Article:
The Story Behind this Alberta Lake’s Frozen Bubbles—and What they Say About Our Changing Planet
There may not be many sights that lure you out of bed before sunrise in the middle of winter—but Abraham Lake should be one of them.
Located three and a half hours from Calgary or Edmonton, the man-made Albertan waterbody has become internet-famous thanks to a natural sensation that happens beneath its frozen surface. It starts when bacteria feed on decaying plants and animals that have collected along the lake bottom. That process releases methane gas in the form of thousands of bubbles. Floating to the water’s surface, the bubbles remain trapped in frozen, suspended stacks until spring thaw. The resulting scene looks like nature’s lava lamp.
Contrasted against the Rocky Mountain backdrop, it’s easy to see why Abraham Lake is a destination for photographers!
Its turquoise-coloured waters further the appeal. Like the bubbles, there’s a scientific explanation for the lake’s milky blue hue. Similar to other lakes in the area, Abraham Lake is filled with fine-grained glacial silt that has been deposited from the surrounding glaciers. That mineral content is what gives the water its vivid colour.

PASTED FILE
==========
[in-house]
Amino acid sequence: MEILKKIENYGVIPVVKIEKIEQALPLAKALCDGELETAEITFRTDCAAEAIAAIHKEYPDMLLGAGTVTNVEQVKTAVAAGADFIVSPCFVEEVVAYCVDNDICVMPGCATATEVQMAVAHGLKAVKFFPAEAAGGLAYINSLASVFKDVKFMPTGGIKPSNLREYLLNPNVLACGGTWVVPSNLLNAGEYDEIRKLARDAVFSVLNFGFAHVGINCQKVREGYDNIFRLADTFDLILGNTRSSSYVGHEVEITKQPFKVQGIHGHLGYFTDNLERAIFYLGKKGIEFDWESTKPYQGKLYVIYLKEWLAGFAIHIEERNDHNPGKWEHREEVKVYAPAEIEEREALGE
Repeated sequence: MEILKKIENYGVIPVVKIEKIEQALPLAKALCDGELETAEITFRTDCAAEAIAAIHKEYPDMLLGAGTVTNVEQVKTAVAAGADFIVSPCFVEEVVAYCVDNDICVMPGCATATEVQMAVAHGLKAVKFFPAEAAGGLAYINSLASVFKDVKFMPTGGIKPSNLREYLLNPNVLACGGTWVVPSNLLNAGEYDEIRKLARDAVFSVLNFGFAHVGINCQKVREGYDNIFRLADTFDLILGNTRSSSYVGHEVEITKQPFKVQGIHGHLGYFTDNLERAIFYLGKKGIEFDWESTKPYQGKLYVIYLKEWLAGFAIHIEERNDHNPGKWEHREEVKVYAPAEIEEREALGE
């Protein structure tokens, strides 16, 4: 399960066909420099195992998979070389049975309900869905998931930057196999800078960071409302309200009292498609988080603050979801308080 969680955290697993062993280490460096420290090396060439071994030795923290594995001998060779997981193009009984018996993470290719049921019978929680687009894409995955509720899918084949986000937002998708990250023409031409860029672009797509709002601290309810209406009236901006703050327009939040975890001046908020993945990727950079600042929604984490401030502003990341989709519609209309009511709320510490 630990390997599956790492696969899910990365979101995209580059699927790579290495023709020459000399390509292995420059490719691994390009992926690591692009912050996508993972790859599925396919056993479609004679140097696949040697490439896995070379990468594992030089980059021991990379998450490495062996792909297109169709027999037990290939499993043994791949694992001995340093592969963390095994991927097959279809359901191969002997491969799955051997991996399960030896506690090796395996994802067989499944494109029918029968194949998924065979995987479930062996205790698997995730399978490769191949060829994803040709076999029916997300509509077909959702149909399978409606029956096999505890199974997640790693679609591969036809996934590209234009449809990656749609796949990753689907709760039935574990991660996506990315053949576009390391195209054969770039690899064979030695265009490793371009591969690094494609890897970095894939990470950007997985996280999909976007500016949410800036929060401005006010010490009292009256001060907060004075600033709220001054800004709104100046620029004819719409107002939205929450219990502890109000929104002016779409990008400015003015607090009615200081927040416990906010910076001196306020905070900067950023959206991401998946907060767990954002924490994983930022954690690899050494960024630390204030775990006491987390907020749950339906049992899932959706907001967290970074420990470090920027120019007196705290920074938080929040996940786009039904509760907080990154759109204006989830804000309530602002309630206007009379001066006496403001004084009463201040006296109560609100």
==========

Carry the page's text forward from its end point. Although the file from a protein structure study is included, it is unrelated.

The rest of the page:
Methane Bubbles and Climate Change
But while those funky bubbles may be a shutterbug’s delight, it would actually be better for the environment if they remained frozen year-round. When Abraham Lake thaws each spring, the bubbles release a burst of methane gas into the air.
Not visible to the naked eye, all it takes is lighting a match near a newly popped bubble to see methane release in action! While it makes for a cool science experiment, methane is no joke. As a greenhouse gas, methane molecules are up to 30x more potent than carbon dioxide. Once in the atmosphere, methane contributes to global warming by capturing and holding on to heat.
This wouldn’t be an issue if Abraham Lake was the only place with methane bubbles. In reality, these bubbles are common in thousands of northern lakes, from Alberta to Alaska, Siberia to Scandinavia. The greatest concentration of bubbles, however, is likely found in the Far North—suspended for centuries beneath Arctic ice.
You’ve probably heard that the Earth’s temperature is rising. Warming temperatures speed up the thawing of permafrost and increase the likelihood that icy surfaces could release popping bubbles of methane into the atmosphere.
There’s no debate around Abraham Lake’s beauty. An excellent winter destination, especially for avid photographers, the lake also offers a chance to reflect on our changing planet and our responsibility to protect it.